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CM Punk Becomes the Face of AEW at ‘Double or Nothing’

For the first time since 2013, CM Punk is a world champion.

In the newest chapter of a legendary career, Punk defeated Hangman Page in the main event of Double or Nothing to become the new AEW champion.

After Page couldn’t find the killer instinct to finish Punk by hitting him with the belt, Punk reversed a buckshot lariat into the Go To Sleep for the victory. For years, Punk championed himself as “The Best in the World.” He now has the belt to prove it.

Page has a long, successful future ahead of him, but this is Punk’s time to lead the company. After returning to wrestling last year after more than a seven-year absence, Punk has worked multiple compelling programs, especially with Eddie Kingston and MJF, to put himself in this position. He is the biggest star in the company, and now will shoulder the responsibility of elevating a three-year-old company to new heights. There are multiple exciting opportunities for Punk as champ, particularly against Bryan Danielson. He is the right choice to lead the company, beginning with the Forbidden Door pay-per-view in June with New Japan Pro-Wrestling.

A new match was introduced at Double or Nothing with Anarchy in the Arena. This was a no-disqualification, no count-out affair that pitted the Jericho Appreciation Society against Jon Moxley, Bryan Danielson, Eddie Kingston, Santana, and Ortiz. It went into the crowd and backstage, plus featured a busted ring, barbed wire, and a copious amount of blood. In the end, Jericho stood tall, adding a whole new layer of legitimacy for his faction.

In signature AEW fashion, there were also multiple surprises. Rush, Stokely Hathaway, and Athena—who was Ember Moon in WWE—are all now part of AEW. Rush is teaming with Andrade, a partnership with plenty of history that is now filled with potential, especially as a tag team. Hathaway is a great addition, and he will be the perfect advocate for Jade Cargill, and the acquisition of Athena further bolsters the roster for the AEW.

Here are the results from Double or Nothing:

  • Wardlow defeated MJF
  • The Hardys defeated the Young Bucks
  • TBS champion Jade Cargill defeated Anna Jay
  • House of Black defeated Death Triangle
  • Adam Cole defeated Samoa Joe to win the men’s Owen Hart Foundation Tournament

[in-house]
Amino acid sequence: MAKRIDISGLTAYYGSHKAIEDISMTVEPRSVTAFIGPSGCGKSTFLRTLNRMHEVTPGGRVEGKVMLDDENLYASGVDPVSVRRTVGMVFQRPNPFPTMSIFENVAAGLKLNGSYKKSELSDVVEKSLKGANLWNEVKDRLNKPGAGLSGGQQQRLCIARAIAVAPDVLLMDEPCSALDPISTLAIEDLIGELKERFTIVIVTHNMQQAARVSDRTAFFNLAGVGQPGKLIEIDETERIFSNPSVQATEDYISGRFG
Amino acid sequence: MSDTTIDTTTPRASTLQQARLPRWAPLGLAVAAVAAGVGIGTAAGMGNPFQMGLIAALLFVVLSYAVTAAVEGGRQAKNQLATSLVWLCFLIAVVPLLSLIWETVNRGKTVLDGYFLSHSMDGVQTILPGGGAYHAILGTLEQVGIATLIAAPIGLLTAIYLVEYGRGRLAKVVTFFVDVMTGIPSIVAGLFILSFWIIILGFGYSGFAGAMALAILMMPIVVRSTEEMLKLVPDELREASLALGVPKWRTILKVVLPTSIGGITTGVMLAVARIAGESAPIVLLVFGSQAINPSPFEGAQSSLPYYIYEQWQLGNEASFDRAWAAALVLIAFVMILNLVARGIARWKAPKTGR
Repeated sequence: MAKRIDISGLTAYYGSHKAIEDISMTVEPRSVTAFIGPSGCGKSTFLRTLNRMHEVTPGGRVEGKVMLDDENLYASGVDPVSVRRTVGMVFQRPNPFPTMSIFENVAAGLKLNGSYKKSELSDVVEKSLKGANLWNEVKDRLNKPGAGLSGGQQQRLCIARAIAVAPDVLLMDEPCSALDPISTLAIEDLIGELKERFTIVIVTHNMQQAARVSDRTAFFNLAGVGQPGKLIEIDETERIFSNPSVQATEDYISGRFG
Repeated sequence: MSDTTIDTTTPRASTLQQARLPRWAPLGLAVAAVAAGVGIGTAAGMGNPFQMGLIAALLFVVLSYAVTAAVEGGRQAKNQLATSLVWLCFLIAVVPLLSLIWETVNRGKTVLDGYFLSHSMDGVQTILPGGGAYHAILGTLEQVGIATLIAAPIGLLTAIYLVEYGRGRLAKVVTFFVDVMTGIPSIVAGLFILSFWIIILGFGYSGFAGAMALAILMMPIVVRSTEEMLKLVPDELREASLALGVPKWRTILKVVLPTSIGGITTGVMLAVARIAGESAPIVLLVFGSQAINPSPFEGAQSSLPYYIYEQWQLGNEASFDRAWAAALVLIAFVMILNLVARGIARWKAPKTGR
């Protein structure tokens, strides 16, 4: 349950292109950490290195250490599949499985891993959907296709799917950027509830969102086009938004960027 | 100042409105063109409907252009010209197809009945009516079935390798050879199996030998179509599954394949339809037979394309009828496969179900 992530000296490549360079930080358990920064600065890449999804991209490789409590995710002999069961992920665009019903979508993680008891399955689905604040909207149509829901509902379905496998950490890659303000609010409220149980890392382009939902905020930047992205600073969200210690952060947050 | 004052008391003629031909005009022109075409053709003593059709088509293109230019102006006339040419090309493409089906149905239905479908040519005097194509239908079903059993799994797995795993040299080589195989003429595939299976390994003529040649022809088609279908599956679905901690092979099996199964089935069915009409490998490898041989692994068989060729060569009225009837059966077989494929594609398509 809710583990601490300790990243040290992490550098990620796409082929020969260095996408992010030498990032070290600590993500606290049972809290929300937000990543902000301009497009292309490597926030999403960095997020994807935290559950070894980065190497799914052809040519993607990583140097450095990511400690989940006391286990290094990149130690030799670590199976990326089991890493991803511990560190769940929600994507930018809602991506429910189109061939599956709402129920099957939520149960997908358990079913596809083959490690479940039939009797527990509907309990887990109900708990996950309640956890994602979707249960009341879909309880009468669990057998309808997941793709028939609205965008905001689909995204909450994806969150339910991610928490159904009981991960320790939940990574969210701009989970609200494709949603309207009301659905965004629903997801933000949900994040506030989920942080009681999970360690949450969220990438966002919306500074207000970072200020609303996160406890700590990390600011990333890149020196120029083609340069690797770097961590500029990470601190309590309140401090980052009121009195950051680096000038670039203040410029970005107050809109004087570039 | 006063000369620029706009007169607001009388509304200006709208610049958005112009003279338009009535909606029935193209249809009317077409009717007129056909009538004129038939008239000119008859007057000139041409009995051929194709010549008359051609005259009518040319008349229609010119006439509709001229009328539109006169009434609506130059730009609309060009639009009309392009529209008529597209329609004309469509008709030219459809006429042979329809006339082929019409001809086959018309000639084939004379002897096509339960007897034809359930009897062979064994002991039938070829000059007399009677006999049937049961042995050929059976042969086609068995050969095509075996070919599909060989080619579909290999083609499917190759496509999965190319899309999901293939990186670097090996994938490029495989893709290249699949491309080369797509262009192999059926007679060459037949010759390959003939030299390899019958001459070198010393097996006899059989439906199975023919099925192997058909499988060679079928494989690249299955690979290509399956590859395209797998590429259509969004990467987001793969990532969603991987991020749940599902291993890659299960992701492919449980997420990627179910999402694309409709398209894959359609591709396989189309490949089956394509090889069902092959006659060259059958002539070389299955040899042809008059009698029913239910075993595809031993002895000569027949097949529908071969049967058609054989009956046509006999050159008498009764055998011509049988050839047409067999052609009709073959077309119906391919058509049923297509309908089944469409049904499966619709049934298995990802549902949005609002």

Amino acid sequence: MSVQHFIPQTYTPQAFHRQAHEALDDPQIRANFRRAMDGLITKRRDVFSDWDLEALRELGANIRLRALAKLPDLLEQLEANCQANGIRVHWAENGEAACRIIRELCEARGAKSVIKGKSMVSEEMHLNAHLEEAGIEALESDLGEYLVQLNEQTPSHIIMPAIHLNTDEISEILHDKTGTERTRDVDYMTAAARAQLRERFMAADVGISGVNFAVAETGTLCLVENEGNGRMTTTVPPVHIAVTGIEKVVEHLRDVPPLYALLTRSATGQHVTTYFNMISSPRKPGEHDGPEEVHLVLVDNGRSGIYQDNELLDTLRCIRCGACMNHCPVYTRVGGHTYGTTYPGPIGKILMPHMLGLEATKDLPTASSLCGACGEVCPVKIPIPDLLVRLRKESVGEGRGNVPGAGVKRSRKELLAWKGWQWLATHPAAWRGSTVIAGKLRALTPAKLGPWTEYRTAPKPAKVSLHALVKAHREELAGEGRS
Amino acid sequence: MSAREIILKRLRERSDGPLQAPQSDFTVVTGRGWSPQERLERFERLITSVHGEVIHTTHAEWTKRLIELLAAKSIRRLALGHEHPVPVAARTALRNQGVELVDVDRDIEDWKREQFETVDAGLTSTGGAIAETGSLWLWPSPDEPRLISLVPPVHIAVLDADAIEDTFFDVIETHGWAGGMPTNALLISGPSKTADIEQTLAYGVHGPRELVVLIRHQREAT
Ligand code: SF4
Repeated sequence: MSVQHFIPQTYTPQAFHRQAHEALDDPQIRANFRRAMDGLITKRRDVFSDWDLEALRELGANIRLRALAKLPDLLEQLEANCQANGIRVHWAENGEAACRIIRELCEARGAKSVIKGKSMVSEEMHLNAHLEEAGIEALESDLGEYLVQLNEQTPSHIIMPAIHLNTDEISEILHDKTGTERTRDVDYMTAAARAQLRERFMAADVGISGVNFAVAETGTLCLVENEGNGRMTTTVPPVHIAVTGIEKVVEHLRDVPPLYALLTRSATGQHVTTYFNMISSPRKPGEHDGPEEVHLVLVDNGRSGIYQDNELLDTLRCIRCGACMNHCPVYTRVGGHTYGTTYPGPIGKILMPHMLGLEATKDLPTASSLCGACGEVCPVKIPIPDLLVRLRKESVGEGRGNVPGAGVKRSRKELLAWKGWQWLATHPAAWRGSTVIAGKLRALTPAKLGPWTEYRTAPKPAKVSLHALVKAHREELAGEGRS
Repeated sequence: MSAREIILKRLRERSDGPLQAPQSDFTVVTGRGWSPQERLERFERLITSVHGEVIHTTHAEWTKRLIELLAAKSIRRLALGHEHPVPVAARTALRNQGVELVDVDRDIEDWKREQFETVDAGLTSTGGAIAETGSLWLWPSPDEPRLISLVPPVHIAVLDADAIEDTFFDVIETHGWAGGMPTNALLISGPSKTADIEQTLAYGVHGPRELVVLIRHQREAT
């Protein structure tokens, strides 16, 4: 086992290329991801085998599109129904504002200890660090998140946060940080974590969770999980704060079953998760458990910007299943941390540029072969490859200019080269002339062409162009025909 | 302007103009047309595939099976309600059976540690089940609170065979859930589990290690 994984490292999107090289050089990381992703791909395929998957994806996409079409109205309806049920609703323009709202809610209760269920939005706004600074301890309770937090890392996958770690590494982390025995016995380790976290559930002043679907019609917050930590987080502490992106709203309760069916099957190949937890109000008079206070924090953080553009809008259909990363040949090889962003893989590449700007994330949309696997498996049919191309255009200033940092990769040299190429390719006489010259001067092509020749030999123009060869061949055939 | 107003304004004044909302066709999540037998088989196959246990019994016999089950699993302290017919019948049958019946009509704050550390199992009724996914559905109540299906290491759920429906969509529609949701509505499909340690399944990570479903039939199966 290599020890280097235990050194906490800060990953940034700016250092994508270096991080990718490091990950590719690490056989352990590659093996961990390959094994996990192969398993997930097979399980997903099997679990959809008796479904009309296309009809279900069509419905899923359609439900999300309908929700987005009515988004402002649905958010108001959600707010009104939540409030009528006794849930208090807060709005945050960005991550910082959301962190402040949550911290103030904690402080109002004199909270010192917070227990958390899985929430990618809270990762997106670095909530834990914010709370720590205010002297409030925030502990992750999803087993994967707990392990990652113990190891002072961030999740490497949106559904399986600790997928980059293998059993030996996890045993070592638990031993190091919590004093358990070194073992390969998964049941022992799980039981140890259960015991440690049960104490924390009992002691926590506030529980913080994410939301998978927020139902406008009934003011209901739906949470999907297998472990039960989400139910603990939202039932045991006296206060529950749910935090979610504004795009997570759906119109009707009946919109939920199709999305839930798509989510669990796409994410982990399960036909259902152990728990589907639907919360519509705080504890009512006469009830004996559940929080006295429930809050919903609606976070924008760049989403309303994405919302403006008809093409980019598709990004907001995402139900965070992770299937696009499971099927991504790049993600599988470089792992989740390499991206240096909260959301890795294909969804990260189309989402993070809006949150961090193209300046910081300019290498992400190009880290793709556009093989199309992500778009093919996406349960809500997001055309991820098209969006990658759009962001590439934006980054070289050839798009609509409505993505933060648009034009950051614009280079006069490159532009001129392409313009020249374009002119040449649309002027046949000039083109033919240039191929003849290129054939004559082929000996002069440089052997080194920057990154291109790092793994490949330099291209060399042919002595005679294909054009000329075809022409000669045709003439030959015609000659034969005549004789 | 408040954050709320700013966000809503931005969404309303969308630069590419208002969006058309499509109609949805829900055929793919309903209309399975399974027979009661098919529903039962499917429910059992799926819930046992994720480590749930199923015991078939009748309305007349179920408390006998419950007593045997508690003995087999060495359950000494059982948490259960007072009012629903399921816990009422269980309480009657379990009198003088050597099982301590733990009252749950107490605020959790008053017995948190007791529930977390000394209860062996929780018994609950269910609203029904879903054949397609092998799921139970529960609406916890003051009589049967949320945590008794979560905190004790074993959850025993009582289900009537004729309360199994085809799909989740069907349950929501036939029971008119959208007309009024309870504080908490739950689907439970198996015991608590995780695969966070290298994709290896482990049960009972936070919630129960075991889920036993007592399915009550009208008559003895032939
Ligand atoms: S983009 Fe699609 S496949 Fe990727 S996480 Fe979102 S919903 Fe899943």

• Dr. Britt Baker defeated Ruby Soho to win the women’s Owen Hart Foundation Tournament
  • American Top Team’s Scorpio Sky, Ethan Page, and Paige Van Zant defeated Sammy Guevara, Tay Conti, and Frankie Kazarian
  • Kyle O’Reilly defeated Darby Allin
  • AEW women’s champion Thunder Rosa defeated Serena Deeb
  • The Jericho Appreciation Society defeated Jon Moxley, Bryan Danielson, Santana, Ortiz, and Eddie Kingston in an Anarchy in the Arena match
  • The Jurassic Express defeated Team Taz and Keith Lee and Swerve Strickland in a three-way to retain the tag team titles
  • CM Punk defeated Hangman Page to become the new AEW champion

The pay-per-view opened with Wardlow demolishing MJF. This was seven-and-a-half minutes of Wardlow pummeling MJF, and he used 10–yes, 10–powerbombs to win the match. It marks the biggest moment of Wardlow’s career, and per the story line, the victory makes him an official member of the AEW roster. MJF made headlines all weekend over reported contract disputes with Tony Khan. Considering he is signed through January 1, 2024, it is highly unlikely that this was MJF’s swan song with AEW. There was no doubt over who was winning, but the speculation over whether or not MJF would work the match added a great deal of interest to the match.

In a rematch from 2017, the Hardys defeated the Young Bucks. This match picked up momentum the further it went, and it was easy to see the mutual respect among the four performers. Both teams played their greatest hits, but this was not pure nostalgia. The Hardys are beginning to show their age, but they overcome Father Time as the two teams created new spots and a very compelling finish. Unlike their ROH ladder match five years ago, this one was won by the Hardys.